Rotten Evidence: Reading and Writing in an Egyptian Prison

Rotten Evidence: Reading and Writing in an Egyptian Prison
حرز مكمكم
(Hirz Mikamkim)

Written by

(أحمد ناجي)

Published by


Memoir and meta-narrative combine in a unique work of anti-prison literature.

In early 2016, Ahmed Naji was sentenced to two years in prison for offending public morality when his novel Using Life, a cynical fortysomething’s rock’n’roll romp through a dystopian future Cairo, was excerpted in an Egyptian literary weekly. Although his case received widespread attention—and the support of writers from Philip Roth and Chimamanda Ngozi Adichie to Margaret Atwood and Orhan Pamuk—Ahmed served ten months in prison before he was finally released. Rotten Evidence is Ahmed’s account of those ten months. The result is an unexpectedly humble, irreverent account of how, while serving a prison sentence for bringing literature into disrepute, Ahmed finally came to think of himself as a writer. Yasmine Seale writes for Harper’s that “in a culture beset with political gloom, [Naji’s work] agitates for the freedom to be unserious.”

Approximate number of pages: 265 p.

Foreign rights: contact the author‘s agent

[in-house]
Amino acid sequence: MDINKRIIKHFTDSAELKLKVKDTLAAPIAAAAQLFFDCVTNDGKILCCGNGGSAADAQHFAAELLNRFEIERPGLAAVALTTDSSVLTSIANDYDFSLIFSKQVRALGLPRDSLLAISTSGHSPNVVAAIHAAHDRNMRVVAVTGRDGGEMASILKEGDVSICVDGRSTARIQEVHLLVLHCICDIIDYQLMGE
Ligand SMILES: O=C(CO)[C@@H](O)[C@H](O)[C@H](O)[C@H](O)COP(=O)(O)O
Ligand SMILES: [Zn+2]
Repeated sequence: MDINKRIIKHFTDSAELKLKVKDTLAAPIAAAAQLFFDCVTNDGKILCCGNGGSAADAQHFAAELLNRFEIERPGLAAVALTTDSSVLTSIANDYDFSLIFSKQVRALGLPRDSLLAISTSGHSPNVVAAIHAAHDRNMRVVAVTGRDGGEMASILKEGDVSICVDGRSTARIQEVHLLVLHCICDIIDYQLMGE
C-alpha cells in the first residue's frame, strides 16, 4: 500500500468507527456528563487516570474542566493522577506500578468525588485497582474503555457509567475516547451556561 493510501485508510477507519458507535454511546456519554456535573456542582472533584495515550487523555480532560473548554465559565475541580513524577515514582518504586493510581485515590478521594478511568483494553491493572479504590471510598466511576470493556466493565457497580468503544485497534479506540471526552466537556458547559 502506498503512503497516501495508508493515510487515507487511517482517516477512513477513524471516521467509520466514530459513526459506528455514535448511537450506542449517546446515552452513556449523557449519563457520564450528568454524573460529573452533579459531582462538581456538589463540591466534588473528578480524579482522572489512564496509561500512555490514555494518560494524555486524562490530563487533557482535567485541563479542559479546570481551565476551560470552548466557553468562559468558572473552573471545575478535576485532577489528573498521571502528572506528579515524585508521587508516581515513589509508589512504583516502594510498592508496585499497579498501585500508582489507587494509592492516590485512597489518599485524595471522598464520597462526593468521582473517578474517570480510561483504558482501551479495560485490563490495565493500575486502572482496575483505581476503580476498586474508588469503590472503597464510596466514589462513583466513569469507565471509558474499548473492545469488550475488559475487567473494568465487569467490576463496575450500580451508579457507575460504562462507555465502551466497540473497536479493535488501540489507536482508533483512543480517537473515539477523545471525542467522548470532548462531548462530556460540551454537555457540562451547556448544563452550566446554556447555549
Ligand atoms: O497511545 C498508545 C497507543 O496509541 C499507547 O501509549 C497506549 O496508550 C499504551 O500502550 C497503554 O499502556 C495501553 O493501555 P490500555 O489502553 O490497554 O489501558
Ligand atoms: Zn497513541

Reasons to publish this book

Ahmed Naji accidentally found himself caught up in the high-stakes game of Middle Eastern morality politics, and ended up paying a price he never expected. His account of those events, which follows the absurd twists and turns of the case through to the darker times following his conviction and sentencing, is a searing critique of dictatorship and oppression; it is also a heartfelt exploration of how the books we read make us who we are.


Prizes and awards

  • Arab Fund for Arts and Culture (AFAC) grant for Creative and Critical Writings, 2018
  • Andalus Institute for Tolerance and Anti-Violence Studies grant


Reading and writing in an Egyptian prison (an excerpt from Rotten Evidence translated by Katharine Halls) by The Believer, 2021

Rotten Evidence: Ahmed Naji’s Incarcerated Fiction by Artists at Risk Connection, September 2019 

Reviewed by Katharine Halls